C#

How to Read Data From a CSV File in C#

Reading from a CSV file in C# is a common operation. In this article, we are going to show how to easily read data from a CSV file in C# using the CSVHelper NuGet package.

To download the source code for this article, you can visit our GitHub repository.

Let’s start.

Read Data From a CSV File With Headers

In a previous article, we had already shown how to write to a CSV file.  That said, we strongly recommend reading that article first because the reading operation is very similar to writing, and we won’t explain the same concepts here.

So again, we are going to create a new console project and will try reading the same CSV file, that we created in the previous article.

Reading from it is very similar to writing to it:

using (var reader = new StreamReader("filePersons.csv"))
using (var csv = new CsvReader(reader, CultureInfo.InvariantCulture))
{
    var records = csv.GetRecords<Person>();
}

As we can compare with writing to a CSV file, we use a StreamReader instead of a StreamWriter, and use the CsvReader instead of the CsvWriter. We then map the data in the CSV file to our own Person class:

public class Person
{
    public int Id { get; set; }
    public string? Name { get; set; }
    public bool IsLiving { get; set; }
    public DateTime DateOfBirth { get; set; }
}

Reading dates is also very straightforward – it will automatically deduce its format from the CSV file.

Read Data From a CSV File Without Headers

What happens when there are no headers present? How can we tell which column needs to be mapped to which property of our Person class? 

Well, we can do that by specifying that headers are not present:

var configuration = new CsvConfiguration(CultureInfo.InvariantCulture)
{
    HasHeaderRecord = false,
};

using (var reader = new StreamReader("filePersons.csv"))
using (var csv = new CsvReader(reader, configuration))
{
    var records = csv.GetRecords<Person>();
}

There are two methods for mapping columns to properties in our class.

The first is to use annotations to specify the index:

public class Person
{
    [Index(0)]
    public int Id { get; set; }
    [Index(1)]
    public string? Name { get; set; }
    [Index(2)]
    public bool IsLiving { get; set; }
}

Even in case the fields are all in order, like in this example, we can’t rely on that fact, so still, the index attributes need to be present.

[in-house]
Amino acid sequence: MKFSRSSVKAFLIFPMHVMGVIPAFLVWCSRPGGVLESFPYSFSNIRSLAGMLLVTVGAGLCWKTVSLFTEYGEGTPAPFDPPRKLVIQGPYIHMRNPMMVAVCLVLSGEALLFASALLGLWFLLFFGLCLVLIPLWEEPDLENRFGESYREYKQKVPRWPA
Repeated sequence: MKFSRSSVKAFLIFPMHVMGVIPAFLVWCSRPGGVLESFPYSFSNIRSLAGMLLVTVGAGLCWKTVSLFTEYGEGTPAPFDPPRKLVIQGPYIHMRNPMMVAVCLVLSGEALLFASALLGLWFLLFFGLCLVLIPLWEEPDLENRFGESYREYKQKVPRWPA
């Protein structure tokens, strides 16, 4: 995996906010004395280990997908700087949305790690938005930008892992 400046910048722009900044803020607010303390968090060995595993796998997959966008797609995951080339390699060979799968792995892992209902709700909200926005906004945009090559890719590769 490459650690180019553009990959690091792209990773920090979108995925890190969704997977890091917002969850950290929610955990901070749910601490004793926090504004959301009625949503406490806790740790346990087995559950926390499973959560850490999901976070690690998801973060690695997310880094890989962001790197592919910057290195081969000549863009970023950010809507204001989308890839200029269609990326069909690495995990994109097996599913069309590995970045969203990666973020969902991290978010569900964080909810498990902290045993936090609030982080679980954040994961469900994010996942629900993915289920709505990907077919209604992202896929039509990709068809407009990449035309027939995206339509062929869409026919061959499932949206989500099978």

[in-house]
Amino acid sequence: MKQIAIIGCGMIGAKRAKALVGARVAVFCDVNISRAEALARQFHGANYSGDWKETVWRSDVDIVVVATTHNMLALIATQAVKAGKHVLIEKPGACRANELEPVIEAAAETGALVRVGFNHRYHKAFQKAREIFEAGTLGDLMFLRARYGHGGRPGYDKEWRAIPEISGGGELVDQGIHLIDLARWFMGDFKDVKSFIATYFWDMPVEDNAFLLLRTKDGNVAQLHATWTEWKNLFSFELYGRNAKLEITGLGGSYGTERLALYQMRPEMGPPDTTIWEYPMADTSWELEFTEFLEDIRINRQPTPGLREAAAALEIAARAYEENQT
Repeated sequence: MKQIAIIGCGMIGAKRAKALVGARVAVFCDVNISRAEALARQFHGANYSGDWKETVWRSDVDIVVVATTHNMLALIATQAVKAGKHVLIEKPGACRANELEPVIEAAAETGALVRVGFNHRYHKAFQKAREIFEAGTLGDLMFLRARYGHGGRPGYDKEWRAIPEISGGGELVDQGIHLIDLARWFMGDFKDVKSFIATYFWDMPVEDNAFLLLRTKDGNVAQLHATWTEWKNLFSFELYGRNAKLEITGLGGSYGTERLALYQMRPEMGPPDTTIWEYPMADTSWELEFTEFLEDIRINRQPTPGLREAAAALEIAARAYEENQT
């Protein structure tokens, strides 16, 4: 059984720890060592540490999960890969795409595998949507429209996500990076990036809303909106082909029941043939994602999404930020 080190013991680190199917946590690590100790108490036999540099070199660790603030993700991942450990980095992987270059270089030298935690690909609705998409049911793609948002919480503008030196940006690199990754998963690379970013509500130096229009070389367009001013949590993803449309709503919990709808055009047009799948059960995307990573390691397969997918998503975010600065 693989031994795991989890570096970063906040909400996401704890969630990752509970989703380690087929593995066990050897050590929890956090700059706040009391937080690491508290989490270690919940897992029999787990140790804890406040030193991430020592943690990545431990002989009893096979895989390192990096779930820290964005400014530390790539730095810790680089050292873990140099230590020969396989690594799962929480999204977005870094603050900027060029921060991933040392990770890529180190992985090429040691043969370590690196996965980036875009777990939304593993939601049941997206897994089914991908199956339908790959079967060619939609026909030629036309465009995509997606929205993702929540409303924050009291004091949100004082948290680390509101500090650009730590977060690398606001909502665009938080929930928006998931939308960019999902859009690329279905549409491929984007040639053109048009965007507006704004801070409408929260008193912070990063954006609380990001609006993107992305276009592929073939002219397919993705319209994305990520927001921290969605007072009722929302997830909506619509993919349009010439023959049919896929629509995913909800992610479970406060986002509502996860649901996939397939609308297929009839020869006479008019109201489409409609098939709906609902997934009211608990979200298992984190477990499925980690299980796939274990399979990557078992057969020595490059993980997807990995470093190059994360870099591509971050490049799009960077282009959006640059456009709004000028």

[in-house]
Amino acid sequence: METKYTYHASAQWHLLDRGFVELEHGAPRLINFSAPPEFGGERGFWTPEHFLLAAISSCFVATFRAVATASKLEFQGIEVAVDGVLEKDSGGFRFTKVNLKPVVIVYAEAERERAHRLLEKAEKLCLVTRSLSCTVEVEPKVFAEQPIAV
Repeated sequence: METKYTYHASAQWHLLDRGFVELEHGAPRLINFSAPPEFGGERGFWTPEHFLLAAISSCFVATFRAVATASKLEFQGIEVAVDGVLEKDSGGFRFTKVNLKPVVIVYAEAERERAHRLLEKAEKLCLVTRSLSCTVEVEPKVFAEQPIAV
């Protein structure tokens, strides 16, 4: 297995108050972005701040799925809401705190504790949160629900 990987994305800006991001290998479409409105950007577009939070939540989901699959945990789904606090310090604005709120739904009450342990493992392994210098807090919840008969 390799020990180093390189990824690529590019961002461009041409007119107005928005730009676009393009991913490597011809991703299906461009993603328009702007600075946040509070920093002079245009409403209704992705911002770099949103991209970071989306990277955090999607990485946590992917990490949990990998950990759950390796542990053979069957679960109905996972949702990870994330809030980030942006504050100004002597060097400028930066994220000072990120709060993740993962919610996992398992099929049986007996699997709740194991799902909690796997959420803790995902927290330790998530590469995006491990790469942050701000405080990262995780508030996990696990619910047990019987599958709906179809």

The second, and more powerful way, is to use a mapping:

public class PersonMap : ClassMap<Person>
{
    public PersonMap()
    {
        Map(p => p.Id).Index(0); 
        Map(p => p.Name).Index(1);
        Map(p => p.IsLiving).Index(2);
    }
}

We can create a mapping by deriving from ClassMap<T>, which is in the CsvHelper.Configuration namespace. By using a mapping, we don’t need to annotate the fields in our Person class. This can be handy, when said class is outside of our control and when we can’t make changes to it. In our mapping code, we map the first index (index 0) to the Id field, the second index to the Name field etc.

To use this map, we need to register it in the context:

using (var reader = new StreamReader("filePersons.csv"))
using (var csv = new CsvReader(reader, CultureInfo.InvariantCulture))
{
    csv.Context.RegisterClassMap<PersonMap>();
    var records = csv.GetRecords<Person>();
}

Comments and Delimiters

The CSV file can contain comments and can use a different delimiter than the comma. Of course, this can be specified in the CsvConfiguration  as well:

var configuration = new CsvConfiguration(CultureInfo.InvariantCulture)
{
    Delimiter = ";",
    Comment = '%'
};

The default delimiter is , while the default comment is #. When using a different value, we can thus specify it in the configuration, which we pass into the CsvReader.

Conclusion

In this article, we’ve seen how easy it is to read from a CSV file using CSVHelper. We also saw that it is easy to read when there are no headers present, or to use a different delimiter or comment.

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